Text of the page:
Just as a follow-up to my snack food post, Guilt Free, I wanted to let those of you who may be wondering, the expensive snack I tried was good, but not great. But since I realized I had built it up so much in my mind over several weeks that it never could have met my expectations, I did ask my husband what he thought about it. He agreed it was good, but not great. As further confirmation, there is still a partial bag in my pantry which means no one in my family was thrilled.
My point in that post was simply that living the resurrected life, on this side of the cross, means that we are no longer constrained by guilt. We are in fact guilt free and that is where I would like to pick up and continue.
The reason that we are guilt free is that God so loved the world. As believers in Jesus Christ, He set us free from the law of sin and death. We have been crucified with Christ and have died to the law. The law is what used to convict us and pronounce us guilty. As believers in Jesus Christ we no longer live by the law, we live by the Spirit. In Christ, the law no longer has the power to convict us.
We are well-loved people. God is love and out of His divine nature He beckons us to live in that love with Him, through the blood of Jesus – or to put it another way, to put on our tiaras and reign in life and live abundantly. Often though, we choose much less than God’s perfect love. When I allow guilt or fear (residuals of the law) to keep me from embracing all that God has for me, then I am living a “less than” life.
So as I was thinking about what it meant to live well-loved (e.g. embrace all that God has for me, to receive His love, to live in expectancy) and what that would look like in day-to-day life, I got this mental picture of Will Ferrell’s character Buddy the Elf. Yes, from the movie Elf. I really am not trying to lose all credibility here (if I ever had any), so hang in there with me for just a little longer. By the way, Elf is one of my favorite movies and once again I have to ask you not to judge me and not to email me, I am simply sharing my heart here :).
I LOVE how Buddy moves through almost every scene in that movie expecting good things to happen. He never self-protects, he never shields his heart, or erects walls between himself and others. In fact, he isn’t even aware of the walls others have built to protect themselves. He just pushes right through them. He opens himself to everyone he meets, he celebrates even the smallest things (that “World’s Best Cup of Coffee” scene makes me laugh until I almost wet myself), he enjoys every second of his life (the “The Revolving Door Scene”).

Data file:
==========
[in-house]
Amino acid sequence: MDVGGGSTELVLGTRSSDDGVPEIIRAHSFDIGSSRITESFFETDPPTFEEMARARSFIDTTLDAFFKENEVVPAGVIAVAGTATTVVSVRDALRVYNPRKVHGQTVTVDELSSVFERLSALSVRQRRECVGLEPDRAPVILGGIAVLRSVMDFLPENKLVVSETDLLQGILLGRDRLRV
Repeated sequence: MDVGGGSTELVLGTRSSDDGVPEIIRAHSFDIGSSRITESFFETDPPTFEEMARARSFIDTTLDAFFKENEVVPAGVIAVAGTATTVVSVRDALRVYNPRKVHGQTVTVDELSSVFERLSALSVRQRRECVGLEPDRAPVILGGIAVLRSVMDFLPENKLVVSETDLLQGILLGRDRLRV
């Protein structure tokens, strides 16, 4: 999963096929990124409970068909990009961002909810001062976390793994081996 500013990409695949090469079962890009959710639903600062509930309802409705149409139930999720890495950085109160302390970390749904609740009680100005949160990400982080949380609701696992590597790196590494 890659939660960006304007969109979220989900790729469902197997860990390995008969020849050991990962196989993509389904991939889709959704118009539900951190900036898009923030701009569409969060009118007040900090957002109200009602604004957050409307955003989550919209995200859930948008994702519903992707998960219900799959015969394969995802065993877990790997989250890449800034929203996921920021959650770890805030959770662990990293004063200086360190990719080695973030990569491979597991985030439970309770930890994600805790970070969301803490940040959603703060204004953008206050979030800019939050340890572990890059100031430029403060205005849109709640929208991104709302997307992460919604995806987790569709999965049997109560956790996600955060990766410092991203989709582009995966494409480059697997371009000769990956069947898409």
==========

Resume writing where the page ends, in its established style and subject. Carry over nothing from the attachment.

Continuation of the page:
He fully embraces other people for who they are, not what he wants them to be. Even when his birth father rejects him at the beginning of the movie he never loses hope. He lives well-loved (by Santa and Papa Elf) and out of that loves other people.
I realize the analogy could start breaking down at any second here so I’m going to restrain myself from going further with it. But the truth is, I smile every time I think about it. I could go on and on about Buddy the Elf, but by the time I elaborated on all the examples of living expectantly and well-loved, then I would really have recounted the entire film. So, if you haven’t seen it, watch it. If you have…well I think you get my point.
I am not advocating wearing a Happy Mask every single day. Real is better than well-behaved. God can deal with real, fake…well that’s just hiding and being dishonest. Honesty, even if it is ugly, is one of the characteristics of the abundant life.
When I talk about Buddy the Elf, I am talking about living from who we are, not developing a formula for how to live. We don’t need to all go buy elf costumes and pour maple syrup on everything we eat. That would just be exchanging one law for another and every time we reduce living the Christian life to a formula we are cheapening the gospel. It is so much more than a formula and a set of rules. And yet it is simple, living in dependent relationship with God.
I am going to pause here and leave you with one more thought that I want to talk about next time: Love transforms us from the inside out, while the law conforms us from the outside in.